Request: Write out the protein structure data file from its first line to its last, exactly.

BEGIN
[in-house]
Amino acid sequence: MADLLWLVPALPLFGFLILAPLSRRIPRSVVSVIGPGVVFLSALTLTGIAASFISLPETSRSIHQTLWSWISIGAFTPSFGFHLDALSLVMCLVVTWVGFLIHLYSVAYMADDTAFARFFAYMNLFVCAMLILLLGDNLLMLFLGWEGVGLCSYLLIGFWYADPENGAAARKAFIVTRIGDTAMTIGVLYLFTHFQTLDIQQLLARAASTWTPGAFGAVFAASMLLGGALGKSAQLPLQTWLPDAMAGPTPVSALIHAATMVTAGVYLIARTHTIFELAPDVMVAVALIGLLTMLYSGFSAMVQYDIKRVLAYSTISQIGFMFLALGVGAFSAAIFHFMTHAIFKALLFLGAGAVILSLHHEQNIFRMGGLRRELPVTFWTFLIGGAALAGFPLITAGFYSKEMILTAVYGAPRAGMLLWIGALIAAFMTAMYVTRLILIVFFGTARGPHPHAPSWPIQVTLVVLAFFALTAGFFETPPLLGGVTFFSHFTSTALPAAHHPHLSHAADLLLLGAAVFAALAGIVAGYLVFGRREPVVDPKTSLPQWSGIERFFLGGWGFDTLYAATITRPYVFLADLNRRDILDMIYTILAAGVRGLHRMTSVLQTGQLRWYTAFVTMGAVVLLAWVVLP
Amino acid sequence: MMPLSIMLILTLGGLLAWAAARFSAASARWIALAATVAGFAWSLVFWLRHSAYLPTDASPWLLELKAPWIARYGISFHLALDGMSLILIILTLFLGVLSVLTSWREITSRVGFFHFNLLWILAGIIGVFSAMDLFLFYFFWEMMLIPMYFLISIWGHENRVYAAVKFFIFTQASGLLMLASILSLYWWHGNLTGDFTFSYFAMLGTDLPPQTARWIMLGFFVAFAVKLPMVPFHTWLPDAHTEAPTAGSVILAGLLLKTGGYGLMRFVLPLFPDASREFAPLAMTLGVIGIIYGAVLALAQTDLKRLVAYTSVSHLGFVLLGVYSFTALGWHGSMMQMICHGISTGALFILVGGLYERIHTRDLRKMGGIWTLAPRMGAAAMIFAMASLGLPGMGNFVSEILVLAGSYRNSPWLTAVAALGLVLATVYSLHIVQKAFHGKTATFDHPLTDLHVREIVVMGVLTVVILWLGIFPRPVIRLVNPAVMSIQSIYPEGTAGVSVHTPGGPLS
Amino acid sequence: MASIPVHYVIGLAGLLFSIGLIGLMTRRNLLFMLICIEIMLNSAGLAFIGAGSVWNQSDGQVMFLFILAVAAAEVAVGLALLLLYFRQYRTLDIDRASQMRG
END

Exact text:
[in-house]
Amino acid sequence: MADLLWLVPALPLFGFLILAPLSRRIPRSVVSVIGPGVVFLSALTLTGIAASFISLPETSRSIHQTLWSWISIGAFTPSFGFHLDALSLVMCLVVTWVGFLIHLYSVAYMADDTAFARFFAYMNLFVCAMLILLLGDNLLMLFLGWEGVGLCSYLLIGFWYADPENGAAARKAFIVTRIGDTAMTIGVLYLFTHFQTLDIQQLLARAASTWTPGAFGAVFAASMLLGGALGKSAQLPLQTWLPDAMAGPTPVSALIHAATMVTAGVYLIARTHTIFELAPDVMVAVALIGLLTMLYSGFSAMVQYDIKRVLAYSTISQIGFMFLALGVGAFSAAIFHFMTHAIFKALLFLGAGAVILSLHHEQNIFRMGGLRRELPVTFWTFLIGGAALAGFPLITAGFYSKEMILTAVYGAPRAGMLLWIGALIAAFMTAMYVTRLILIVFFGTARGPHPHAPSWPIQVTLVVLAFFALTAGFFETPPLLGGVTFFSHFTSTALPAAHHPHLSHAADLLLLGAAVFAALAGIVAGYLVFGRREPVVDPKTSLPQWSGIERFFLGGWGFDTLYAATITRPYVFLADLNRRDILDMIYTILAAGVRGLHRMTSVLQTGQLRWYTAFVTMGAVVLLAWVVLP
Amino acid sequence: MMPLSIMLILTLGGLLAWAAARFSAASARWIALAATVAGFAWSLVFWLRHSAYLPTDASPWLLELKAPWIARYGISFHLALDGMSLILIILTLFLGVLSVLTSWREITSRVGFFHFNLLWILAGIIGVFSAMDLFLFYFFWEMMLIPMYFLISIWGHENRVYAAVKFFIFTQASGLLMLASILSLYWWHGNLTGDFTFSYFAMLGTDLPPQTARWIMLGFFVAFAVKLPMVPFHTWLPDAHTEAPTAGSVILAGLLLKTGGYGLMRFVLPLFPDASREFAPLAMTLGVIGIIYGAVLALAQTDLKRLVAYTSVSHLGFVLLGVYSFTALGWHGSMMQMICHGISTGALFILVGGLYERIHTRDLRKMGGIWTLAPRMGAAAMIFAMASLGLPGMGNFVSEILVLAGSYRNSPWLTAVAALGLVLATVYSLHIVQKAFHGKTATFDHPLTDLHVREIVVMGVLTVVILWLGIFPRPVIRLVNPAVMSIQSIYPEGTAGVSVHTPGGPLS
Amino acid sequence: MASIPVHYVIGLAGLLFSIGLIGLMTRRNLLFMLICIEIMLNSAGLAFIGAGSVWNQSDGQVMFLFILAVAAAEVAVGLALLLLYFRQYRTLDIDRASQMRG